I’m hoping that yesterday’s post about what is definitely NOT high-resolution audio has sunk in. Some readers felt the need to push back and would like analog tape to be considered high-resolution. But as I tried to explain in my responses to the comments, just because something is preferred doesn’t magically change its specifications or capabilities. I’m fine with analog tape as a format…but it does belong in the standard resolution category. Admittedly, this is going to be the toughest challenge among professional engineers and producers. I fully expect that they will stick to their beliefs that analog tape best represents music when recorded. Again, it’s simply a flavor thing…but not high-resolution.
Today, I’m continuing with the quest for a suitable definition for high-resolution audio. We know what it is not. Now let me share some examples of what is definitely high-resolution!
There’s also the issue of intentions and goals. Clearly, not every artist, engineer and producer are trying to create and release high-resolution music. But I believe it would be preferable to adopt higher sampling rates and longer word lengths during the production process so that there is at least the possibility that the project could include an “audiophile” version. A few artists have done this and I know many original digital productions are done at 88.2/96 and 24-bits. Very few are done at 192 kHz and virtually none are recorded at 384 kHz (there is absolutely no need to go this far…other than impressing people with big numbers).
So here’s my list of recording formats that are definitely high-resolution. [NOTE: These are RECORDING formats NOT delivery formats! A project must have been captured at the time of the original session using high-res equipment for it to be considered high-resolution. Transfers of older non-high-resolution materials will remain standard resolution despite the best efforts of many others in the business.]:
1. 88.2/96 kHz/24-bit PCM – This level of digital recording should be adopted as the minimum standard for true high-resolution recording. The dynamic range of 24-bits (within a production environment that uses many more bits during processing) is more than enough to capture the entire range of amplitudes human hearing is likely to be submitted to (130-140 dB) AND it guarantees that our traditional hearing range is captured as well as the potential (and debatable) next octave.
2. 176.4/192 kHz/24-bit PCM – Despite the protestations of other experts, moving to these sample rates does make sense for audio archiving. I plan to capture analog masters at 192 kHz if provided analog two-channel stereo tapes from the major labels because it means that the PCM digital masters I create will have plenty of specification “margin” to get everything that came from the tape. I personally believe this is overkill but for archiving a classical analog master…no problem. In reality, 96 kHz/24-bits is enough.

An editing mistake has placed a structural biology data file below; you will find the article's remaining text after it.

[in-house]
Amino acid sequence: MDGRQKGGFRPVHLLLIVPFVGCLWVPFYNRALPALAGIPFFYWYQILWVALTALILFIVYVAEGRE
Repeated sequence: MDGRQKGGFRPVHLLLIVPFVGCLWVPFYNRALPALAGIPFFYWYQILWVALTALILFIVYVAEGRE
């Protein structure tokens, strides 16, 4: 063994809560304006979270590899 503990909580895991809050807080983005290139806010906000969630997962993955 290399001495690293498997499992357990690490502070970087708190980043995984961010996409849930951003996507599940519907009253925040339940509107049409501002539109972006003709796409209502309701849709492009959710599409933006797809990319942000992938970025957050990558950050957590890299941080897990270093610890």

3. 352.8/384 kHz/24/32-bits PCM – Some are calling this “ultra high-resolution audio”. I call it marketing nonsense. There is no reason to run capture systems at this rate. We don’t have microphones and speakers that extend beyond 40-50 kHz so why would anyone push the sampling rate past 96 or 192 kHz? It makes no sense.
4. 2.8 |5.6| 11.2 MHz DSD – As all of you know, I have major reservations about this “so-called” 1-bit encoding scheme especially when it comes to producing products natively. But it’s in the marketplace and if used to capture music during an original session, then it meets my specifications (especially if you get away from 2.8 MHz). The problem here is there are no tools to work natively with DSD at any sample rate thus requiring conversion to other formats.
5. 352.8 MHz 24/32-bit DXD – My friend Morten Lynberg at 2L uses DXD at this rate to capture his projects. He posted a notice about an upcoming session at the Berlin AES convention where he and others will discuss the merits of DXD/DSD vs. PCM. What isn’t as widely known as it should be is that DXD is really PCM by another name. Refer to No. 3 in this list…because DXD is actually ultra high-resolution PCM. SONY and Phillips like this format and 2L and others use it because it can be converted easily to all other flavors of PCM and DSD. And because it sounds like it’s similar to DSD, which it is not.
So there you have it. Another set of five formats that ARE DEFINITELY “high-resolution audio” if used during an original session. We know what HRA isn’t and we know it is…now, think about the downloads you can purchase from the usual suspects. Are they high-resolution or not?
There’s a definition in there somewhere.